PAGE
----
Reviews provided by Syndetics
Publishers Weekly Review
This tale seems stale compared with Alborough's previous work in Hug or Where's My Teddy? When Sid the puppy "set[s] off for school one day, a happy feeling [comes] his way." Suddenly, he finds himself literally light as air and flying among the clouds, but when he tries to prove his ability to his scornful, mocking classmates, he fails miserably. Sid looks like a fetching stuffed animal prototype in Alborough's characteristically energetic gouaches, here effectively divided into panels to indicate successive actions. However, the clunky text weighs the book down with clich?d ideas. The climactic scene features Sid's father sounding more like a child psychologist than a hound dad: " `I know a secret, Sid,' he said./ `Could you keep it safe inside?' " The narrator helpfully rhymes, " `What's the secret?' Sid replied." When Sid watches his father flying, he learns the answer: "Do dogs fly? Is it true? Some dogs don't, and some dogs do." Children just learning to distinguish fact from fancy may have difficulty understanding what their negative or positive feelings (or scorn from their classmates) have to do with metaphorical flight. Ages 3-7. (Oct.) (c) Copyright PWxyz, LLC. All rights reserved
School Library Journal Review
PreS-Gr 2-In this tribute to the power of positive thinking, rhyming verses describe how Sid, a young hound, experiences an uplifting revelation on his morning trip to school: a joyful feeling "filled him up so much he found/his paws just lifted off the ground." Once airborne, he twirls and swirls "like a doggy-shaped balloon" for the rest of the journey. Alas, his fellow canines can't get past their own grounded paws and refuse to believe him. Even his teacher points out, "All dogs walk and jump and run,/but dogs don't fly-it can't be done." Finally, when a classmate asks Sid to demonstrate his new ability, the now-unhappy pooch is unable to get off the ground. Dazed and dejected, he returns home with his self-confidence destroyed. Sid's parents soon come to the rescue, as his dad reveals a secret he's kept for ages. Done in gouache, the illustrations glow with bright colors as the excited pup leaps off the page in delighted flight. A variety of perspectives and the range of expressions on the characters' faces will entertain readers. A wonderful addition to any library and a great choice for storytime, this book will speak to children facing new situations or lacking self-esteem.-Mary Elam, Forman Elementary School, Plano, TX (c) Copyright 2010. Library Journals LLC, a wholly owned subsidiary of Media Source, Inc. No redistribution permitted.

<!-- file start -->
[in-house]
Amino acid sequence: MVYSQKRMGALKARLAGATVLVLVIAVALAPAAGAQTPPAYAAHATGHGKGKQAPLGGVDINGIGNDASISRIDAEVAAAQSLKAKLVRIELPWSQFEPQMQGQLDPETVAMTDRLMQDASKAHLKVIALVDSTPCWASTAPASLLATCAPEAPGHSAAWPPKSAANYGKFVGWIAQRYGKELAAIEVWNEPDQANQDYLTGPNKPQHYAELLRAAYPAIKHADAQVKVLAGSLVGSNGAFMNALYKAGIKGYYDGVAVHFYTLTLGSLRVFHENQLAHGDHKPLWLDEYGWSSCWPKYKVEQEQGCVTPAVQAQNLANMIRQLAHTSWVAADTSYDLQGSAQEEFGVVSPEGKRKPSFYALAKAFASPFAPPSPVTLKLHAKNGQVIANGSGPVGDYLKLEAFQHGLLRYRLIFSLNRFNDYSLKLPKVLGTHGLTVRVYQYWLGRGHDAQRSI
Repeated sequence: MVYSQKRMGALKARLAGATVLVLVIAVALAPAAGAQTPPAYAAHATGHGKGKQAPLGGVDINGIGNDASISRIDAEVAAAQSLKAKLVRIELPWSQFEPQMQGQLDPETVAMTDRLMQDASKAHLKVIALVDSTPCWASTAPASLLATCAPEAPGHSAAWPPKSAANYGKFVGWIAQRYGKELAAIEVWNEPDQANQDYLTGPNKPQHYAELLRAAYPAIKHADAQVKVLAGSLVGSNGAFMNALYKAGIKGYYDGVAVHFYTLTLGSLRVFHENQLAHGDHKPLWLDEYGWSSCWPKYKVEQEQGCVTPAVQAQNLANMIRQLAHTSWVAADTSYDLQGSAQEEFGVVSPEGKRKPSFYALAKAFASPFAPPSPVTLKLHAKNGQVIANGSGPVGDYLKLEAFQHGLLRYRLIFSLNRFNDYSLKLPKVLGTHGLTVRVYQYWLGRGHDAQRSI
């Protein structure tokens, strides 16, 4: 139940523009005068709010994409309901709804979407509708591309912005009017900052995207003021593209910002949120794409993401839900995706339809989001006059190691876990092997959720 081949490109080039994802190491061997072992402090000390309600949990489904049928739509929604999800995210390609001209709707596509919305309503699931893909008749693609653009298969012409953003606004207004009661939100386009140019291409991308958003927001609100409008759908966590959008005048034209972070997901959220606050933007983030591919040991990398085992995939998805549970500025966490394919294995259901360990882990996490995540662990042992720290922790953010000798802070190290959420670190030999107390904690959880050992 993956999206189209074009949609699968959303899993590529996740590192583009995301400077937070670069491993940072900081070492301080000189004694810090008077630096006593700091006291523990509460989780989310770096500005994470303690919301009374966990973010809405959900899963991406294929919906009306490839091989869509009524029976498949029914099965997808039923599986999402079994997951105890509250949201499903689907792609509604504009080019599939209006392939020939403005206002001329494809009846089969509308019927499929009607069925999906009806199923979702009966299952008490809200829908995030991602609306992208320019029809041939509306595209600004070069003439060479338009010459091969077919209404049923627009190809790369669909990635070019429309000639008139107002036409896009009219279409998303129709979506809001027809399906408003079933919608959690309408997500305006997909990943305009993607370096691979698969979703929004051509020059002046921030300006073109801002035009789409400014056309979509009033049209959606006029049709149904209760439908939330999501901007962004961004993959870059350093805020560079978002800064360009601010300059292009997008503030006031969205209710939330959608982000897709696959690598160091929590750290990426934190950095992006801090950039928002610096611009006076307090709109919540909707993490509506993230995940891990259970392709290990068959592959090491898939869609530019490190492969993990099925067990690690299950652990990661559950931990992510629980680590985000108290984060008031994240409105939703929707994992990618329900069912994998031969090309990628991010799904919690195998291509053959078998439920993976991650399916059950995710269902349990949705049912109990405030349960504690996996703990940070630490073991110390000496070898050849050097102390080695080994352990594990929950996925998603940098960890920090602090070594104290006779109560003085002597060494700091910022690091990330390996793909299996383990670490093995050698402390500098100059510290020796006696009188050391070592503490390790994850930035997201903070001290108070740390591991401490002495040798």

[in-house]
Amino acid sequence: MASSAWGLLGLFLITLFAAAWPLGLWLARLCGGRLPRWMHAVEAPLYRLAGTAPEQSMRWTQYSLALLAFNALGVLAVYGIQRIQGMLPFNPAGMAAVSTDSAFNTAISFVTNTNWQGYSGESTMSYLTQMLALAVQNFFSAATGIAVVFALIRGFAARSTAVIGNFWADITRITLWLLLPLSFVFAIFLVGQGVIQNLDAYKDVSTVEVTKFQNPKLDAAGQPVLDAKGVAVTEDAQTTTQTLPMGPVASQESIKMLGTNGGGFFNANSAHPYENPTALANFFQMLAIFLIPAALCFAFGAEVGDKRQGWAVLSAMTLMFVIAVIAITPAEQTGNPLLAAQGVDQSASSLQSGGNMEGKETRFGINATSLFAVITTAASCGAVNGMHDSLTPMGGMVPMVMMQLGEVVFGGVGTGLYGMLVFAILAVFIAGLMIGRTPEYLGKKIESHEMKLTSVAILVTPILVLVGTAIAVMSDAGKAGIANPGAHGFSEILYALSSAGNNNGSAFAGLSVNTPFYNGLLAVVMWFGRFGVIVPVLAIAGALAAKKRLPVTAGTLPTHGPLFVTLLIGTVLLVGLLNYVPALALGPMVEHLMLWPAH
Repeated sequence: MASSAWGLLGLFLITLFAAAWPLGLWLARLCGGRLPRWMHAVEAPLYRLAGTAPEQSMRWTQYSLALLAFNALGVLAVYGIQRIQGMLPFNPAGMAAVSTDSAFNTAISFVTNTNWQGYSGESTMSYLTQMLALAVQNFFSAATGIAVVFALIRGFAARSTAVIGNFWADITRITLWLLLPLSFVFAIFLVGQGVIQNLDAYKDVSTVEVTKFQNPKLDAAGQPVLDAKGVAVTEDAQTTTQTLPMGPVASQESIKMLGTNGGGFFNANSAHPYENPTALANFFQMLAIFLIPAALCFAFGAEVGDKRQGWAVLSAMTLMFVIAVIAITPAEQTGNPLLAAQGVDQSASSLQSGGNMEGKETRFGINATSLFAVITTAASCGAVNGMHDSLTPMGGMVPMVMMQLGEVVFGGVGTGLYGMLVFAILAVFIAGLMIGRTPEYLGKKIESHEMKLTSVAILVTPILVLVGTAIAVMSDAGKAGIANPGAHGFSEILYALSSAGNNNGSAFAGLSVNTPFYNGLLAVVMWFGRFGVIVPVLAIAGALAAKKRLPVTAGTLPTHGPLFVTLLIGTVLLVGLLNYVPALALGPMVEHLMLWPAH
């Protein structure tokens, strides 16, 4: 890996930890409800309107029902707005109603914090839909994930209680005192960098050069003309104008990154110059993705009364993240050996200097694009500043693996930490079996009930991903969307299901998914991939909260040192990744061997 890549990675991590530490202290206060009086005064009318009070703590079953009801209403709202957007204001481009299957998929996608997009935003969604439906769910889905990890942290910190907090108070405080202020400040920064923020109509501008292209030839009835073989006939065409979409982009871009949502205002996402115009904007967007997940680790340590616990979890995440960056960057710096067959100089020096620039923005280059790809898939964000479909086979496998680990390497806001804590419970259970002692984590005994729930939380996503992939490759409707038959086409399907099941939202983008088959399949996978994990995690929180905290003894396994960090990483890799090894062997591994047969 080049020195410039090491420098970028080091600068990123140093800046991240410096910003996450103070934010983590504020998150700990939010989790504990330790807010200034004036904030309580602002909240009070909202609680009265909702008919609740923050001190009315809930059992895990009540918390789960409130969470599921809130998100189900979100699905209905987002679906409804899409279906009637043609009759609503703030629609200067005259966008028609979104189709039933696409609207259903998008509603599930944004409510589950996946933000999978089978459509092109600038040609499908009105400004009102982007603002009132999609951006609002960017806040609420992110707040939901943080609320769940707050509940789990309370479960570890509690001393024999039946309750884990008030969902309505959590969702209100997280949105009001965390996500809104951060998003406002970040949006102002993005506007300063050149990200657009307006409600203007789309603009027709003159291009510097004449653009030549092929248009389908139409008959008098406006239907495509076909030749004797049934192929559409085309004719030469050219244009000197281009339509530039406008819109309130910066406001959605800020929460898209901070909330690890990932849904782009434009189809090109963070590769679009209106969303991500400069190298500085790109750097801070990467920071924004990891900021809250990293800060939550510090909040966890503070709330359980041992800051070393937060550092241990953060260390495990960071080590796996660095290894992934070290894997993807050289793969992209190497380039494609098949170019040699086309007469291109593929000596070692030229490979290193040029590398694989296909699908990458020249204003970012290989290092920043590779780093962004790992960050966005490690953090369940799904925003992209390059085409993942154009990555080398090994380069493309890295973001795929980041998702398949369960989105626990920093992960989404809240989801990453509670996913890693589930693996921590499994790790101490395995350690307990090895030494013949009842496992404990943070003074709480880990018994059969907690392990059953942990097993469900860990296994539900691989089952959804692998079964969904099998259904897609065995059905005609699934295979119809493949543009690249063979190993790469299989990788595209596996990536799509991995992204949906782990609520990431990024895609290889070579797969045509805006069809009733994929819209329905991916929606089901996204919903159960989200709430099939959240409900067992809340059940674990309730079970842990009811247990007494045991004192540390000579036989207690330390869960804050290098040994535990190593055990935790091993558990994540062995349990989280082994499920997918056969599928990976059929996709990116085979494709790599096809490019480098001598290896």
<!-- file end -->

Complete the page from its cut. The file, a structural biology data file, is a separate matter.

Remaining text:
Horn Book Review
When Sid the dog thinks a happy thought on his way to school one day, he floats up in the air and begins to fly. When he reports his adventure his classmates laugh at him and tell him that dogs don't fly. His father, however, sympathizes and tells him a secret--some dogs do. The final bright illustration shows Sid and his parents floating cloudlike over their yard. The cheerful story is told in a lively rhyme. From HORN BOOK Spring 2004, (c) Copyright 2010. The Horn Book, Inc., a wholly owned subsidiary of Media Source, Inc. No redistribution permitted.